While walking the dog last night I had some brief thoughts about the nature of information and knowledge. We take for granted that information and knowledge are different things. How we determine this difference, however, is a bit suspect. I once read that knowledge is value added information. The definition I prefer—despite its Information-as-Thing bias (Buckland, 1991)—is that information is inherently transportable while knowledge is socially situated with a given community (Kanfer et al., 2000).

Of course, to be transportable information has to be encoded as a document (another classic: Buckland, 1997). One of my former instructors—Bernie Frohmann—is adamant about this point. For a given community to develop some knowledge therefore requires both information and its precursor: the document.

Sometimes the documents don’t exist. A classic example is pre-literate or oral culture (see Ong, 1982). If a community lacks writing they obviously can’t create documents. How many of our other media, however, are more oral than they are literate? PowerPoint for example, seems more rooted in oral culture than it does in literate culture (see Tufte, 2003). Since the document is largely missing in PowerPoint (or is at least very poorly structured) can the higher levels of information exchange and knowledge creation actually occur? Are we just setting ourselves up for some massive failure?

On November 16 1532, Francisco Pizarro basically wiped out the Incan army at Cajamarca in the Andean highlands. He lured the Incan emperor—Atahuallpa—into an enclosed fort where Pizarro could use his horses and guns to completely overwhelm the Incan forces. According to Jared Diamond (1997), the reason for this incredible military victory was the Incan’s complete ignorance of writing and the strategic affordances it provides.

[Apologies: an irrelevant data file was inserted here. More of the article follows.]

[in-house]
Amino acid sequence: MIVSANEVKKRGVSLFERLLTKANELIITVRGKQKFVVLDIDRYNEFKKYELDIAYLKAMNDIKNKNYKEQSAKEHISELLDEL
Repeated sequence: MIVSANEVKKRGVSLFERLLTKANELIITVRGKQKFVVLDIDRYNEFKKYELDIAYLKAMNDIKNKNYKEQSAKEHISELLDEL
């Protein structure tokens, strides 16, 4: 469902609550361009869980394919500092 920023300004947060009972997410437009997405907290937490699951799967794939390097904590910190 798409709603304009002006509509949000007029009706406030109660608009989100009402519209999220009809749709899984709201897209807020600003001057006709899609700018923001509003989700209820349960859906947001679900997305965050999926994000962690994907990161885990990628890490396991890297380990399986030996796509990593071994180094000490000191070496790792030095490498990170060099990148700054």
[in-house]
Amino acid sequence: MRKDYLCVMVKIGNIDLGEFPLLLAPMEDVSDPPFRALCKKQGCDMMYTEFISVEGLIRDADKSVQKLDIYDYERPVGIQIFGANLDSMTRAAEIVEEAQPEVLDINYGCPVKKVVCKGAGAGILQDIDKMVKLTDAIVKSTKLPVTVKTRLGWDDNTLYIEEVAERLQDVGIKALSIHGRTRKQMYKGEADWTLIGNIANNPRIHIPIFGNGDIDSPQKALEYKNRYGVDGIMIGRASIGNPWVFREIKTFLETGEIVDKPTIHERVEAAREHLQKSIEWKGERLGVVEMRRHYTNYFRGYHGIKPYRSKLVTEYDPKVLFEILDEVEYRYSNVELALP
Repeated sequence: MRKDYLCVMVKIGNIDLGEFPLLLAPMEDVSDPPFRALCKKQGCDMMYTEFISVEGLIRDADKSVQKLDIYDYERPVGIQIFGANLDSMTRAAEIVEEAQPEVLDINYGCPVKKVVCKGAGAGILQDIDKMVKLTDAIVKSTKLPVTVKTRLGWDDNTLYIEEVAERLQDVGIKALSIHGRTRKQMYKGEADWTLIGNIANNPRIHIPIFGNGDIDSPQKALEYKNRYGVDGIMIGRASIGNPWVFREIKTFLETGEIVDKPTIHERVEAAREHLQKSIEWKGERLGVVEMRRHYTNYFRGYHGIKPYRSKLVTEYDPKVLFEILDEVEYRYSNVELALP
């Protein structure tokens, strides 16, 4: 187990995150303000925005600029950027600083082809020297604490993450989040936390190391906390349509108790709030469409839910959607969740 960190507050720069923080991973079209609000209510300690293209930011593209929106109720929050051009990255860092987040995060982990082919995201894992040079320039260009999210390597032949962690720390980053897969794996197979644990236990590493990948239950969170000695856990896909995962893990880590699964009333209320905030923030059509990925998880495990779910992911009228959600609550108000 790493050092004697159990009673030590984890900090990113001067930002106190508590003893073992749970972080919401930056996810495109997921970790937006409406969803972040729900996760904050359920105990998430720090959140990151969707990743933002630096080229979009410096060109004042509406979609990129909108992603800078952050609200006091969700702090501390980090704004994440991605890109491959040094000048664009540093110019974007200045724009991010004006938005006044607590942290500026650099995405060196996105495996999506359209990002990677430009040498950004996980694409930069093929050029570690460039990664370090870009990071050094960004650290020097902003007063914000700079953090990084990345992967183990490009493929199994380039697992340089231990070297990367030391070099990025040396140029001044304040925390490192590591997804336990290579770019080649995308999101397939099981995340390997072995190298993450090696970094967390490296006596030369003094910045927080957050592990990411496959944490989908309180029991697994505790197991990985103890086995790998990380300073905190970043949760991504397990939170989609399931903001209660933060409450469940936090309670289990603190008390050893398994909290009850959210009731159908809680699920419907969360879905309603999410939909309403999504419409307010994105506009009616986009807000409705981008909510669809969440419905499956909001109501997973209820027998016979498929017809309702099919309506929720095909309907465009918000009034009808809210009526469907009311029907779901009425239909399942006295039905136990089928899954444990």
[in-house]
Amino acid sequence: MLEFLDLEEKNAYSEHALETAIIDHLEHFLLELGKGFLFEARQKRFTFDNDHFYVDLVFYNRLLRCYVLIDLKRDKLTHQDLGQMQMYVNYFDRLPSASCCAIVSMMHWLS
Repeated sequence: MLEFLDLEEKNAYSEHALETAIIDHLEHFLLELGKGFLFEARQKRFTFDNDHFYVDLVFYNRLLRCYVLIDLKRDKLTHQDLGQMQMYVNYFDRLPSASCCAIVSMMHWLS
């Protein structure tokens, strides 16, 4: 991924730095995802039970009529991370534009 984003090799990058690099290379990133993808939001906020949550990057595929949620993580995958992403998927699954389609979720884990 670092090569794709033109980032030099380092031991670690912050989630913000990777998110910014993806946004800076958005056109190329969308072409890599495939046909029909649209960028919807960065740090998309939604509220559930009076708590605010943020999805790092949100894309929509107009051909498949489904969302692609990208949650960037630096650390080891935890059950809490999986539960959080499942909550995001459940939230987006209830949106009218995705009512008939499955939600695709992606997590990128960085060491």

By adopting oral media over traditional documents, are we bound for a corporate Cajamarca?


Buckland, M. K. (1991). Information as thing. Journal of the American Society for Information Science, 42(5), 351-360.
Buckland, M. K. (1997). What is a "document"? Retrieved September 18, 2001, from
Diamond, J. M. (1997). Guns, germs, and steel : the fates of human societies (1st ed.). New York: W.W. Norton & Co.
Kanfer, A. G., Haythornthwaite, C., Bruce, B. C., Bowker, G. C., Burbules, N. C., Porac, J. F., et al. (2000). Modeling distributed knowledge processes in next generation multidisciplinary alliances. Information Systems Frontiers, 2(3-4), 317-331.
Ong, W. J. (1982). Orality and literacy : the technologizing of the word. London ; New York: Methuen.
Tufte, E. R. (2003). The Cognitive Style of PowerPoint. Cheshire, CT: Graphics Press LLC.